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Guide to Patagonia's Monsters & Mysterious beings

I have written a book on this intriguing subject which has just been published.
In this blog I will post excerpts and other interesting texts on this fascinating subject.

Austin Whittall


Tuesday, October 20, 2009

Dog-headed monsters

 

Piri Reis map and the dog-headed Patagons.

dog headed man
Medieval monsters. Note the cynocephali on the right.
From: [1] Münster, S., Monstra humana. pp. 1080.


Detail of Piri Reis 1513 World Map.
From: [2]. Piri Reis. The World Map. Library of Topkapi Palace Museum.

There is evidence regarding dog-headed creatures in an early map of Patagonia dating to six years before Magellan’s official discovery; it was drawn in 1513 by Turkish admiral and cartographer Piri Reis who compiled it based on information garnered from Portuguese sailors.[3][4]

The South American coast though distorted is shown to a latitude beyond 50°S; a fact that, though disputed by some scholars, is taken as proof that Magellan was not the first European to sail along the Patagonian coast and that a covert Portuguese expedition had been there before him.

A mid sized bipedal animal is depicted close to the Patagonian Andes in Piri Reis’ map. It is dancing, clasping hands, with a monkey (see image above). It appears to be the rendering of a “dog-headed” being, a cynocephalus (Greek for “dog head”). It may have been drawn just to embellish the map, or it may represent some unknown Patagonian animal.

It is a remarkable coincidence that Magellan named the native Patagons after a fictional dog-headed monster "Patagón" (see my post on the origin of the name Patagonia Here).

Also see my other posts on Piri Reis map Here (Unicorns) and Here (Giant snakes).

Perhaps he had also seen the original Portuguese charts on which Reis based his map, and noticed the dog-headed monsters years before he embarked on his circumnavigation voyage.

The map is not our only source on these beings, cynocephalic giants were sighted in Patagonia in 1592 by John Davis (a member of Cavendish’s expedition) who fought at Puerto Deseado with “a great multitude of Salvages [sic] […] leaping and running like brute beasts, having vizards on their faces like dogs faces, or else their faces are dogs faces indeed”.[5]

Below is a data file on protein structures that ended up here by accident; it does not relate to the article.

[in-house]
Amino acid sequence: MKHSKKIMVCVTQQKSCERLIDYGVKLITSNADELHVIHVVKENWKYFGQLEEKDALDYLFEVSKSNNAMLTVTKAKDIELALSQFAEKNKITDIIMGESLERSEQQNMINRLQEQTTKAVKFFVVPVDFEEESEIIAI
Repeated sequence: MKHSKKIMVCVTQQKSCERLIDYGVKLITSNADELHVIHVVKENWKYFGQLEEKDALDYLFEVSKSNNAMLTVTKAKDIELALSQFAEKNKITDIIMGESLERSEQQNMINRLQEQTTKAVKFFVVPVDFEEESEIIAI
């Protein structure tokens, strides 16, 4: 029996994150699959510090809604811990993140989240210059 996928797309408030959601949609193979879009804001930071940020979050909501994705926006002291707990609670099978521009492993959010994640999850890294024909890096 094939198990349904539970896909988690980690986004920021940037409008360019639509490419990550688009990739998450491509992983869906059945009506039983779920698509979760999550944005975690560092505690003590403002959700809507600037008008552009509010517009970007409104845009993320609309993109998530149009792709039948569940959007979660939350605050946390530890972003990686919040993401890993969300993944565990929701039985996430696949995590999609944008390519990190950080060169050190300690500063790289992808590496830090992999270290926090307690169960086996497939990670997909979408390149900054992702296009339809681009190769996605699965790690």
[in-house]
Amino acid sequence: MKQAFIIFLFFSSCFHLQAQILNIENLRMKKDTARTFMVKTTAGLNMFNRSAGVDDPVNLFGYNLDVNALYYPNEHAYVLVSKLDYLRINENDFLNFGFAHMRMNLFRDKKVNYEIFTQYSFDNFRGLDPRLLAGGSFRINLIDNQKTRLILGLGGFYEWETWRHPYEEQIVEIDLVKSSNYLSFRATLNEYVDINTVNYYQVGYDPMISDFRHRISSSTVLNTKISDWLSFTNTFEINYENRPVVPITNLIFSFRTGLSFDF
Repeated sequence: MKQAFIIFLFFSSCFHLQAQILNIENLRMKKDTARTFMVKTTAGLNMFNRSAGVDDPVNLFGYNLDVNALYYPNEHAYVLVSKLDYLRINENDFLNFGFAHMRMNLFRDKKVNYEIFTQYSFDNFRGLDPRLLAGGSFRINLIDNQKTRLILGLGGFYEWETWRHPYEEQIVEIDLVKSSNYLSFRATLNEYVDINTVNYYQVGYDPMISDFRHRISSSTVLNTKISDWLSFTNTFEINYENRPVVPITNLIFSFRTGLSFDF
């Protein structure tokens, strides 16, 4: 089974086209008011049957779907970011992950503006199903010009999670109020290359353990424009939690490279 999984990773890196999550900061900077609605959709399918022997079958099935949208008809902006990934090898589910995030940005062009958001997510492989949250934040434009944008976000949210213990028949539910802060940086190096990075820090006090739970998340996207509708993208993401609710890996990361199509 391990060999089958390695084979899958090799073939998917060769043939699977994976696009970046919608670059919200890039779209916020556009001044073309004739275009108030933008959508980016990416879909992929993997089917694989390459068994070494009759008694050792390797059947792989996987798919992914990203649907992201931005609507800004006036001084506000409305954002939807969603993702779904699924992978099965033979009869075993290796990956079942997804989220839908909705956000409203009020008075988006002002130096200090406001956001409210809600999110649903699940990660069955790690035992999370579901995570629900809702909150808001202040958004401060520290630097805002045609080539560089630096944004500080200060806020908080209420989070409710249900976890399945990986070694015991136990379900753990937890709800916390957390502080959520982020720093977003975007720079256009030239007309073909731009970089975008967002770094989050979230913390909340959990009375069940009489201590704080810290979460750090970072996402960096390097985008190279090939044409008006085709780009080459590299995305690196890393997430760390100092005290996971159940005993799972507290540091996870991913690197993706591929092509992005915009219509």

Bibliography.

[1] Münster, S., (1552). Monstra Humana. [Engraving] Cosmographia. Book V.Basel: Heinrich-Petri. pp. 1080.
[2] Piri Reis. The World Map (1513) [Map]. Library of Topkapi Palace Museum. No. H. 1824.
[3] Leman Yolaç, Ayşe Afetinan (1954). Life and Works of the Turkish Admiral Pirî Reis: The Oldest Map of America. Ankara. pp. 28-34.
[4] Dutch, S., (1997). The Piri Reis Map. Online.
[5] Davys, J., (1970). The voyages and works of John Davis, the navigator. New York: B. Franklin. pp. 121.

Copyright 2009 by Austin Whittall ©

Patagonian Monsters

3 comments:

  1. hola austin,
    puse un link a esto desde mi blog.
    http://thefabricofmeditation.blogspot.com/2010/10/patagons.html
    ya que estaba hablando sobre patagones y haciendo un trabajo textil con un detalle sobre ellos.
    soy una artista textil argentino/austríaca.
    saludos, sara

    ReplyDelete
  2. Great job!
    I was looking for mythical monsters and legendary beasts to my paperwork and here i'am!
    Greetings from Poland =)

    ReplyDelete

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